Postville Herald from Postville, Iowa on December 10, 1947 · Page 1
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Postville Herald from Postville, Iowa · Page 1

Postville, Iowa
Issue Date:
Wednesday, December 10, 1947
Page 1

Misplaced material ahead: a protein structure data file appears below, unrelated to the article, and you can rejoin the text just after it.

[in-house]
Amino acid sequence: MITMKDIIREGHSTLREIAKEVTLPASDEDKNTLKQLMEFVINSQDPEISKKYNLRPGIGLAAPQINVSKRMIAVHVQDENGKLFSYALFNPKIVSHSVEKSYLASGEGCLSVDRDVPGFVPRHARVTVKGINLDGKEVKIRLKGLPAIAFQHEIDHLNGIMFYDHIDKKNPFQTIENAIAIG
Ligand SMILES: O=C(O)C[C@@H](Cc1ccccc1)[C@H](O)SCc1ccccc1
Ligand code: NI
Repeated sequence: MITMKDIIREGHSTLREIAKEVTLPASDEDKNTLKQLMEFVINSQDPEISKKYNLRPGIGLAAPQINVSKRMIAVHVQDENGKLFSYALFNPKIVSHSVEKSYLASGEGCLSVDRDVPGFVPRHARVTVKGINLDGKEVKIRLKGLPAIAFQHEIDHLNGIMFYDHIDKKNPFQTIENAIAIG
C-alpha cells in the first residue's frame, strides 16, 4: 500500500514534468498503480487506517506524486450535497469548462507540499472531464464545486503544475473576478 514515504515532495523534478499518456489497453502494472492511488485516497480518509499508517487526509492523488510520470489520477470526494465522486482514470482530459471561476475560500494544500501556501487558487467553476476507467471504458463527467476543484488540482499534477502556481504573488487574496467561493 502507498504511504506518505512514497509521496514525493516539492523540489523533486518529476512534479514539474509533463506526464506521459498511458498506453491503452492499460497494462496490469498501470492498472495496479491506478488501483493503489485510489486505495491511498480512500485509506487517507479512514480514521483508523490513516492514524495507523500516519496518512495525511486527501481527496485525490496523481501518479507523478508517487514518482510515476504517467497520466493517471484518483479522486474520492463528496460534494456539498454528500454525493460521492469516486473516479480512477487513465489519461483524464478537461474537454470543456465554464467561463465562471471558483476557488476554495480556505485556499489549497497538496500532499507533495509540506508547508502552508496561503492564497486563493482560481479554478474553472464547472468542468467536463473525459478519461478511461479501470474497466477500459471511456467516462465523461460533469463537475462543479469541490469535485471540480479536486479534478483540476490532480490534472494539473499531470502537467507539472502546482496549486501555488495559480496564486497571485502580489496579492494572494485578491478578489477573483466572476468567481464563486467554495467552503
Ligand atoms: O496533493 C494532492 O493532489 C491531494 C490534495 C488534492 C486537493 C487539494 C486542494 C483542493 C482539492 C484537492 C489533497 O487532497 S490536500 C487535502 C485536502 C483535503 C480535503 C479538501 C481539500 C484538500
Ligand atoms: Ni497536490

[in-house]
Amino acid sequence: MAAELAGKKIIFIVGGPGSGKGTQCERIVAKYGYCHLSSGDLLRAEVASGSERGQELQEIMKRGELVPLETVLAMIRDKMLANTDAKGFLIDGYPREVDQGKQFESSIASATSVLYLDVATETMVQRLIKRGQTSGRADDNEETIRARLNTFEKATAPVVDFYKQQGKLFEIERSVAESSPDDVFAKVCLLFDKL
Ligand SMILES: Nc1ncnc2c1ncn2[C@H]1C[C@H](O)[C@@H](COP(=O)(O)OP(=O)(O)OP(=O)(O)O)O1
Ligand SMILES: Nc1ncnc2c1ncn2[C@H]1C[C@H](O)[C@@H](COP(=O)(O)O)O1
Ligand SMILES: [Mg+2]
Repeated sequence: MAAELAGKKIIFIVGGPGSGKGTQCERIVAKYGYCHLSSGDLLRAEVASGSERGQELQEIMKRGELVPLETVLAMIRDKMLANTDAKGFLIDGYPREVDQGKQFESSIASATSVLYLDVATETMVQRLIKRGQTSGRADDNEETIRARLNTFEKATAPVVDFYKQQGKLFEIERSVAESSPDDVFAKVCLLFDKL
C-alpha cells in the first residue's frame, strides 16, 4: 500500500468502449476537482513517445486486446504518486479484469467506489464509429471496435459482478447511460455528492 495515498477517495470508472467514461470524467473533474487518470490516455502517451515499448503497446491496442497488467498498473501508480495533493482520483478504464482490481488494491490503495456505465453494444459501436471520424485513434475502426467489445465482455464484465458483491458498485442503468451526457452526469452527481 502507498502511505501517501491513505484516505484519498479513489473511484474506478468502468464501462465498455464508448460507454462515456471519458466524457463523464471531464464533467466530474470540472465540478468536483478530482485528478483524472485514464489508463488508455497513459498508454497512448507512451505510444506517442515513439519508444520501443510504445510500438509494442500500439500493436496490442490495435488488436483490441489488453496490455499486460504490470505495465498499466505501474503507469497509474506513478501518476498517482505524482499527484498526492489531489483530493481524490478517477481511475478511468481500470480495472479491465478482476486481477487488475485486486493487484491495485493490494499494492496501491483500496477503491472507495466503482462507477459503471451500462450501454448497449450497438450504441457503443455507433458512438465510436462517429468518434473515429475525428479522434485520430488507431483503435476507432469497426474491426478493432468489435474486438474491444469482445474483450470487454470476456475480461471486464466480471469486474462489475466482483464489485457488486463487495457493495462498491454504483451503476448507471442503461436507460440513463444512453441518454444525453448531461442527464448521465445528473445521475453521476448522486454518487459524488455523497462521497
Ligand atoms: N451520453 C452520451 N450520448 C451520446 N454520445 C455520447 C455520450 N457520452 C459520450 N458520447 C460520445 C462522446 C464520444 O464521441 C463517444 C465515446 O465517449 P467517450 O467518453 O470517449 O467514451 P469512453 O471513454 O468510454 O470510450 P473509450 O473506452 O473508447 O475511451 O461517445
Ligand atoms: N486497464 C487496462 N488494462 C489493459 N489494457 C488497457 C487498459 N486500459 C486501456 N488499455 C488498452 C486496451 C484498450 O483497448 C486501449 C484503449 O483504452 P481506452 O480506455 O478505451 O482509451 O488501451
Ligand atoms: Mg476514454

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1 i .1 ms Invest tlus Money I. S. Bonds still are investing their ley in savings bonds at a greater than in 1946, ac- the latest report- issued _. F. Warin, state director gtings bonds division. investments in Series E, |6 United States savings fring October totaled $18,- |lmost four million dollars in purchases during bear ago. The 10-month to- ie state stands at $235,- lough Iowa is outdoing its ice of last year, Warin it that the state is almost short of its 10-month 1947. !ing conferences with ind other investment of- said, "we know that surd 's are in circulation and .committees in each coun- iaking every effort to ex- advantages of investing sly in interest-bearing inds. s, owners, of small busi- .'ofessional men 'and wo- others who are self-em- being urged to buy ad- jvings bonds now while ^iings are relatively high." 'arin tossed in a reminder fngs bonds make excellent i gifts. . list of 99 counties Tama _s first place in the purser the 10-month period. in second, with Henry ¥ position and Story in pthers in the first 10, in Sioux, Johnson, Greene, IVista. Pocahontas and Irs, Tta* )*AX TALK. special legislative session far, there is no question in {mind but that the income |for 1918 reduced, course, means that what- is enacted by the special Irill be imposed on 1947 in- he tax being payable in POSTVILLE HERALD A LIVE NEWSPAPER IN A LIVE TOWN Fifty-Sixth Year. POSTVILLE, IOWA, WEDNESDAY, DECEMBER 10, 1947. Number 6. Name Students On Honor Roll Past Six Weeks, 37 of High Schoolers Are In Select Group; Other News at School By question that remains is ;thc legislature will enact ligfgnsion of the present 50, per- or whether it will choose .SflH18 n session long enough to iput a complete revision of something which a good gislators are advocating, surface it would seem that iduction on a percentage be "enacted because of the of time. This pressure [Coming from two sources— |he Christmas holidays be- isaround the corner, and that date on taxes payable in ihuary 1. already have been made e basis that the tax will be on the 100 percent rate. |nge means that these forms to be altered or that new iy have to be printed. Of at involves time. So the e will be under pressure the simplest change pos- this year. er, a good number of the 's are for staying in session him* aw is completely revised p M[jwjto insure the small wage Jtrnffi-a) f.urer rate than now gov- fOS <4vOBt he pays. A fiat percent- reduction wouldn't benefit the 11 Income taxpayer as much as luger taxpayer. rWhat e er happens in the special Milan of the legislature—some are ifodloiiflL that it will happen for WO year-, That is, whatever rate !OM Into effect for the income tax tip,n to effect for a two year iuttffto that the 1949 regular ses- WJjBjIhave an opportunity to re- fflge entire picture without of a tax deadline only inths away. 9VCKS. Mrs. Henry HasBrouck. (>ped into the situation at ; Training School for Boys ed the late Supt. Fred N. et a new foundation of [under the program, have ]school for new work at ge- sBroucks were instrumen- Brting the orientation cot- Syhich boys who were sent gjjchool for the first time irhat was expected of them some preliminary training ling fitted into the life of The following students were onj the honor roll for the past six weeks: Seniors'— Carol Eberling. Jim Koevenig, Mary Jane Schlee, Peggy Spencer. Zonna Stee, Bea Turner, Fred Reincke. Juniors—Marilyn Backhaus, John Dresser, Joan Christofferson, Bette Mae Schutte, Cloy Miene. Sophomores — George ' Bachelder, Mary Casten, Ruth Christiansen, Donald Enyart, Delore's Erickson, Mildred ' Foley, Jeannine f Harris, Bernadine Kugel, Virginia McNally, Joan Meyer, John White, lone Winter. Freshmen — Paul Benjegerdes, Dixie Cook; Donna Mae Dickmanf Inez Duwe, Joyce Gregg, Glenni Jarmes, Lois Koopman, Mary Miene, Carole Schultz, Marlend- Schupbach, Richard Searls, Billie Waters. ' Assembly Program. / Tuesday, December 16, at 3:00. o'clock, there will be a public assembly featuring Dwight L. Wood, concert baritone. Mr. Wood will be accompanied by Marie E. Wood. They will present a program of vocal music, philosophy and poetry. The public is invited to attend this concert. No a'dmission will be charged. Vocational Agriculture. The vocational agriculture de partment has just completed making about 35 soil tests on farms around Postville. This covers more than 600 acres. They plan to give this same service to farmers again in the spring. They have just pur chased a new tester and after the new year they plan to make seed testing available to all farmers wanting this service. General News. The members of the faculty drew names for a Christmas party which they will have in the old gymnasium December 18. One of the classrooms in the high school was made into a projector room this past week. Every day films are shown to various classes. Get Football Letters. The following boys were awarded letters for the football season: Major letter winners: Arvid Anderson, Bernie Martins, Eugene Halvcrson. Lloyd Schutte. Ken Timmerman, John Hoth, # Jim Koevenig, Dean Gunderson, Wayne McNally, Roger Christofferson, Bob Douglass, Howard Hills, Tenuis Mork, Jim Malone, Jack Schultz, Eugene Rima, Carl Faber. Honorary letter winners, Willie Schultz. Managers, Keith Olson, Jack Overeen. Junior high letter winners, Jack Looney, Dick Cayton, Robert Landt, Neil Rima, Bob Henning, Ralph Gunderson, Lowell Schroeder, Dale Szabo, Jack Meyer, Eugene Larson, Dick Searls. At a meeting of the letter winners Bob Douglass and Jim Malone were elected honorary co-captains for the year. (Continued on page 8) ftT F. Kneeskern, well known Castalia mink farmer, was a Postville visitor Saturday and informed us that, he had just completed pelting 550 of his mink and is planning on shipping the skins to market -soon.-' |<~2£Mr. Kneeskern started in" the mink rearing business-in 1928 with one pair of the fur-bearing animals. The past year he raised well over a thousandjDiok, ,. "' the recent Iowa-Minnesota Mink and Fox Show held in Austin, Minn., Kneeskern copped some of the choicest prizes on his animals, He showed the grand champion dark male; grand champion platinum male; 4th place on platinum male; 5th on platinum female; 4th place on pastel male, and 5th prize for white male. There were more than 150 animals in competition. POBD. ire more licensed real es- lers in Iowa today than pre, according to Earl A. real estate commission | of 3,909 brokers and 1,189 or 8,098 —were licensed (7 as compared with 3,788 id 1,105 salesmen— 4,871— which the previous re l«et. 1TION. ancy on the state board caused by the death of risen, Elkader, could well art of some fireworks in during the special ses- |ier the law Gov. Robert D. name someone to sue- en. And his appointment ntinued oo page 8). Kneeskern Pelts 550 of His Mink For Eastern Trade Henry Koenig Auction Set For January 22nd X Henry Koenig who lives between' Postville and Castalia will have a public sale at his place on Thurs- jtjay., January 2Vhe~a'nnburiced Sat- 1 ur^ay."~He '*wnroffer all of his personal property at auction, a cornel plete listing of which will appear in the Herald before the sale. Eaton Waters will be the auctioneer. \ "2-The Koenig family will move after the sale to Castalia where they purchased a residence some time ago."\ Big-Four 4-H Boys Club Hold Election of Officers The Big-Four 4-H boys' club meeting was held Monday evening at the Postville high school. The evening's arrangement consisted of a business meeting, election of officers and 4-H discussion. The following officers were elected: Leo Christofferson, president; Jack Martins, vice president; Ed Green, secretary; Edwin Kirkestue, "treasurer; Ed Waters, historian. 4-H projects were then discussed by Warren Kerndt, county 4-H assistant. The baby beef project which closes December 15, was especially emphasized. All members who plan to feed a calf for the coming year were urged to have it selected and on feed by that date. Mr. Kerndt also discussed the importance of rat control and how much damage these rodents can do. They destroy food, deteriorate buildings, cause fires, kill young livestock and carry diseases of livestock and humans, he said. The group decided to hold their monthly meeting on the second Monday of each month. It was announced that the next meeting would be held at the home of Ed' win Plaht on Monday, January 12, 1848. , Refreshments were- served by the club members. Pirates Win First League Tilt, 38-20 From Sumner Quint The Postville Pirates on their second ball game and their first conference game when they turned back the Sumner Aces here Friday by a score of 38 to 20. The locals made good use of their height ad vantage, and they demonstrated an offense that looked good in the first and third periods. The defense displayed by the Pirates was the best part of their game except for oc casional lapses. The boys only managed to get 36 shots from the field, but they made good on 15 of them for 42 percent. The free throw line caused the boys some trouble, for they converted on only eight of eighteen gift shots for 44 percent. The scoring for Postville was evenly distributed with Dean Gun derson collecting 9, Bob Douglass 8, Bernie Martins 8, and Jim Malone 7. Steege led the Sumner scorers with 7. Douglass. Malone and " Martins handled the biggest portion of the rebounding duties, which was probably the biggest single de tensive advantage that Postville held over Sumner. Postville • G FT P Hills 0 2 3 Rima 2 0 1 Martins 2 4 1 Malone 3 12 Douglass 4 0 0 Gunderson 4 10 Koevenig 0 0 0 Peake 0 0 0 Waters 0-0 1 Christofferson 0 0 1 Schultz 0 0 1 15 8 10 Sumner G FT P 6 8 16 Seconds Win. The second team game was an easy victory for the JPostville team as they split the hoop for a 46 to 21 win. Merle Meyer, towering center, poured in 15 counters and Jim Waters contributed 10. The seconds showed a definite improvement in their passing, and continued progress is going to add a reservoir of strength to the first team. Postville G FT P Overeen 1 11 Waters 4 2 0 Meyer, M 6 3 4 Christofferson 12 1 Schultz 2 0 3 Martins 0 0 0 Hoth 1 0 0 Meyer, J . 2 0 1 Heins 10 0 •Morch 10 0 Schroeder 0 0 0 Call Election for Swimming Pool '"The Town Council is causing tb%| be published in today's Herald a call for a special election for Tuesday. December 30, on the question of building a swimming pool in •Eostyille. * The Issue ,brT~v^ich' the qualified electors of the Town of Postville will vote is "Shall the Town of Postville, Iowa, establish a swimming pool in said town on lands already owned by said Town, and contract indebtedness for such purpose not exceeding $50,000 and issue bonds for such purpose not exceeding $50,000, and levy tax annually upon the taxable property in said town of Postville not exceeding 5 mills per annum for the payment of such bonds and "the interest thereon?" The election will be held in the basement of Memorial Hall between the hours of 8 a. m. and 8 p. m., the notice says. Endorsed by Many. The movement was sponsored by Arthur F. Brandt Post, No. 518, American Legion, whose members circulated petitions which were liberally signed and these were presented to the Town Council for action. , The Postville Commercial Club, the Postville Kiwanis Club and other civic organizations have endorsed the project which will fill a long-felt need for a swimming pool in Postville, and which they consider a progressive step in the further development of this city. Schools to Hold Open House Dec. 15 ——— « The Postville school will hold an [bpen house on the evening of Monday, December 15, from 7:00 to 9:00. The purpose of this open house is [jto give the public an opportunity to inspect the new flourescent light fixtures which have been installed in all of the grade rooms. These lights were installed as a start in carrying out a program of lighting recommended last spring in a sur vey made by the Interstate Power Company. As far as possible, all grade and high school teachers will be in their rooms that evening. It is hoped that not only will . many come to inspect the rooms, but that this night will give parents an op portunity to call and get acquainted with their children's teachers. It is also hoped that most people, when calling to inspect the new lights, will also visit some of the high school class rooms upstairs so that they can compare the old lighting with the new. Visiting the grade rooms at this time will give the parents and pub lie an opportunity to inspect these rooms when they are decorated for Christmas. There will be no program in conection with open house Choirs at St. Paul's To Appear in Musicale Sumner 19 9 8 FT 3 Go to Monona Friday. Postville goes to Monona to face their strong team Friday, Decern ber 12. The next home game will be a conference game when Fay ette appears here December 16 with practically the same team that Postville just managed to overcome in the final second ot play last year. The choirs of St. Paul's Lutheran church will present their annual musicale next Sunday morning at the regular service of worship at 10:30 o'clock. Anthems will be sung by the senior choir, the junior choir and the men's chorus. Assisting soloists will be Vivian Appel, Mrs. Clarence Everman, Mrs. Ernest Overland and Mrs. Victor Walter. Joann Baltz and Carole Schultz are the accompanists. Rev. F. R. Ludwig will have as his meditation, "The Christmas Symphony." This . service formally opens the many inspiring Christmas activities to be held in the sanctuary of the church. Under the leadership \of Martha and Ralinda Lammert, the. church will be fittingly and attractively decorated. The public is cordially invited to attend. Luhman, Cooke Buy Local Hotel Commercial Club To Dine on Turkey It's going to be a turkey dinner with all the trimmins' that will be. served to members of the Postville | Commercial Club Thursday evening at 6:30 o'clock. President Earl Abernethy announced tnBJJ 8 jjuajy_4^Ji|4J^ < ^ Schuttes to Entertain Children at the Movies Kiwanians to Honor Grid Letter Winners. At Banquet Dec. 17 Football letter winners (at Postville high school will be guests of honor of the Postville Kiwanis Club next Wednesday evening at 6:30 at the club's weekly dinner meeting. Tait Cummins, well known sports announcer on raido station WMT will be the guest speaker at the banquet and will recount highlights of the big games he attended during the past football season. Fortunate Spoke Here. Joe Fortunato; assistant football and head basketball coach at Upper Iowa University, Fayette, was the guest speaker at last Wednesday's Kiwanis Club meeting. Regaling his talk with humerous stories of sports personalities, Mr. Fortunata led up to the more serious purpose of athletics and the part they play in developing young men and women for their place in the world. "The one thing I insist upon with all boys in my charge is scholarship: After all, playing the game on the gridiron, diamond , or hardcourt is only incidental to the more serious high school and college purpose. I do believe, however, good scholarship among athletes is more and more becoming the rule rather than exception." SEARLS WINS LETTER IN FOOTBALL AT CORNELL A news letter from Cornell College, Mt. Vernon, says, "James Searls, Postville, won his first letter in football at Cornell for the season just concluded, according to announcement made by Coach Walton S. Koch. Searls played a backfield position." Louis Schutte & Sons are again announcing that they will be hosts to all the children of this community at a free motion picture show at Iris Theatre on Saturday, December 20. Two shows will be held, the first one at 1:30 o'clock for children below high school age. and the second at 3:30 for high schoolers. "Life With Blondie" and "Return of Rusty" are the films to be shown at this special Christmas treat by the local furniture store owners. Tickets must be obtained at the store according to their advertisement appearing elsewhere in today's Herald. Harold H. Stone, 62, Passes Away Tuesday / "Harold H. Stone, 62, a barber in. Postville for 40 years or more, passed away Tuesday at his home in this city. A son of the late Mr. and Mrs. Ed Stone, he is survived by his wife and one daughter,, -Cajhryjrv of _ MUwjBukee,^Wjs- —Funeral arrangements had not been completed at the time we went:to press. menu this morning after having consulted Mrs. Arno Schutte, whn has charge of the monthly feeding of the club members in the basement of Memorial Hall. Harm J. Kramer will be the guest speaker and his topic will be in line with the Christmas theme. The regular business meeting of the club will be held after Mr. Kramer's talk, and President Abernethy urges all members to be present to help in the discussion on several important matters that concern the welfare of this community in general and every member in particular. A smoker and social < season will follow the businen meeting. . X | ./Charles F. Reincke last week sold 'his Commercial Hotel property in Postville to Hubert C. Luhman of this city and George E. Cooke of Cresco. Possession will be given Public Christmas Program of Song On Next Sunday Mrs. Crawford, Soloist, School Music Groups In Concert at 3 P. M. Mr. Luhman is well enough known here to need no° introduction, having been born here and about a year ago selling his interest in the firm of Luhman & Huabner. His partner in the new venture is a veteran of World Wars I and II, and he and his wife will move to Postville when they take possession of their new purchase. Mr. Cooke recently sold his Cresco Wood Products Company, the firm of which he had been the sole owner. Mr. Reincke who has owned the hotel for the past 23 years will continue to live at the hotel until March 1, but after that his plans are indefinite. W. H. Burling* local realtor handled the transaction. Name Local People As Officers of Handicapped Group A group of Postville people were at Waukon last Wednesday evening to attend,the annual meeting of the Allamakee County Society for Crippled Children and Adults. The meeting was held in the home of Miss Virginia Letchford, field representative of the group, and was presided over by Dr. J. S. Cameron. Supt. K. T. Cook, chairman of the nominating committee, placed in nomination the following officers who were then unanimously elected for the coming year: Dr. J. S. Cameron, Waukon, president; Mrs. Harvey Douglass, Postville,- vice president; Mrs*. H. E. Taylor, Waukon, treasurer; Mrs. Leslie Hull, Waukon, secretary; Dr. John McCullough, Waukon, Rev. Edw. Sullivan, Dorchester, and Rev. Frederick R. Ludwig, Postville, board of directors. The treasurer's report showed that $1,188.30 had been received from the Easter seal campaign of which about 50% remains in the county, and this fund has been added to from time to time during the year. The Society now has on hand a balance of $416.88 to be expended as the president and Miss Letchford see fit. \ Miss Letchford's Report. Miss Letchford gave a report of her activities during the past year which showed that 47 hours had been spent by her on preparations for the Easter campaign and 288 hours on case services. Miss Letchford repprts 114 cases on file, of which 5J have thus far been investigated. Of these 17 are boys, 12 men,«17 girls and 12 women. Last year's total was 76 cases. Ages of those on file range from 3 years to 70 years. During the year she made 124 personal visitations and 166 collateral visits in connection with the cases. , "Our services this year have been varied," Miss Letchford reported. "We have offered help to handicapped people and also gave ih--j formation and cooperation to ^others working with the handicapped." Miss Letchford outlined in detail the cases on which she worked and lent assistance. She told of a new service offered the handicapped, home employment With the help of Mr. Ganong, rehabilitation director of the state society, employers were contacted and arrangements made for jvork to be done in the home by handicapped adults. Two are now working and five others are eligible, she reported. During the past year Miss Letch ford appeared before a number of groups in the county to tell of her work. Among these were before the Postville Kiwanis Club, St. Paul 's Lutheran church Ladies' Aid Society and the rural teachers of the county. The annual Christmas program will be presented in the Postville high school auditorium, Sunday afternoon, Dec. 14, at 3:00 o'clock. The program this year will emphasize the theme, " He is Re» membered." Jim Koevenig expresses the view of those who doubts who no longer believe in Christmas, for "if God were going to send peace He would have done it before 1900 years were up ." Peggy- Spencer, narrator, shows how the story of the first Chirstmas, and the music which commemorates it has lived through the years, in spite of such doubt and fear, and how it will continue to live as long as men continue to sing. Carols to be heard on the program Sunday will include "O Leave Your Sheep," b y the girls* glee club; "Angels We Have Heard On High," "What Child Is This," and "Coventry Carol," by the mixed chorus. The second and third grades will sing "Little Child of Bethlehem" and "Willie Beat Your Drum." "Light, Light Our Candle," and "Sleep, Baby Sleep," will be sung by the kindergarten and first grade. The next group of carols, "Come Immanuel" and "Lo, How a Rose E'er Blooming," by the girls' glee club, have been selected as typical of the Christmas music of the 12th century, the music which preceded the carol as we know it today. Following this, the Junior high school will present an English carol scene, including "Here We Come A'Caroling," "A Christmas Round" and "Merry Christmas To You" by the entire group; "How Far Is It To Bethlehem" by. the girls. "God Rest Ye Merry Gentlemen" by the boys, and "Twelve Days of Christmas" by the double sextette. A group of Czeckoslovakian carols, "Christmas Angels." "Prince . Of Peace" and "Cuckoo Carol" will be . presented by the fourth and fifth grades. The boys' glee club will sing "The Christ Is Coming" and "Kolyada." two Russian carols. The high school sextette will close this part of the program with carols , selected from France. "Bring Your Torches," "Jeannette. Isabella" and "Sleep of the Infant Jesus." The climax of the program will be the presentation of excerpts from Handel's famous oratorio. "The Messiah," by the Community Chorus, and Jeanne Labadie Crawford. Mrs. Crawford will sing four recitatives from the oratorio and the aria, "Rej- joice Greatly. O Daughter or Zion." The chorus will present two of the better known choruses from the Messiah ."Glory to God" and the well-loved "Hallelujiah Chorus." To close this annual Christmas program, the audience is invited to join the school in singing the familiar carols without which no yuletide celebration is complete. For the information of parents, the kindergarten and first through fifth grades should report to their home room Sunday afternoon by 2:45; junior high school by 2:30; the high school glee club members will be expected to be in the music room by 2:15. The public is most cordially invited to attend this, the school's Christmas gift to their community. Sleet and Ice Disturb Phone and Power Lines J The rain and sleet storm of the past weekend inconvenienced users' of telephone and power and light facilities in northeastern Iowa. Wires were broken by the heavy ice coating which formed on them .during the cold weather. — Mc^day~foTenot)n "MiSrager Boyd B. Turner of the Postville Farmers Telephone Co., reported thirteen rural lines out of order. Power supplied by the local REA and In-: terstate Power Company was also interrupted on Sunday and Monday before lines were brought back into operation. Some snow fell over the weekend and this, with the freezing rain, made highway travel most difficult. Highway Maintenance Engineer Paul A. Schneider reported highways north of West Union coated with ice „ Monday afternoon, but said roads south of that city were for the most part in a normal condition. Zero weather returned tq north-, eastern Iowa Tuesday morning when thermometers here registered a snappy two below zero.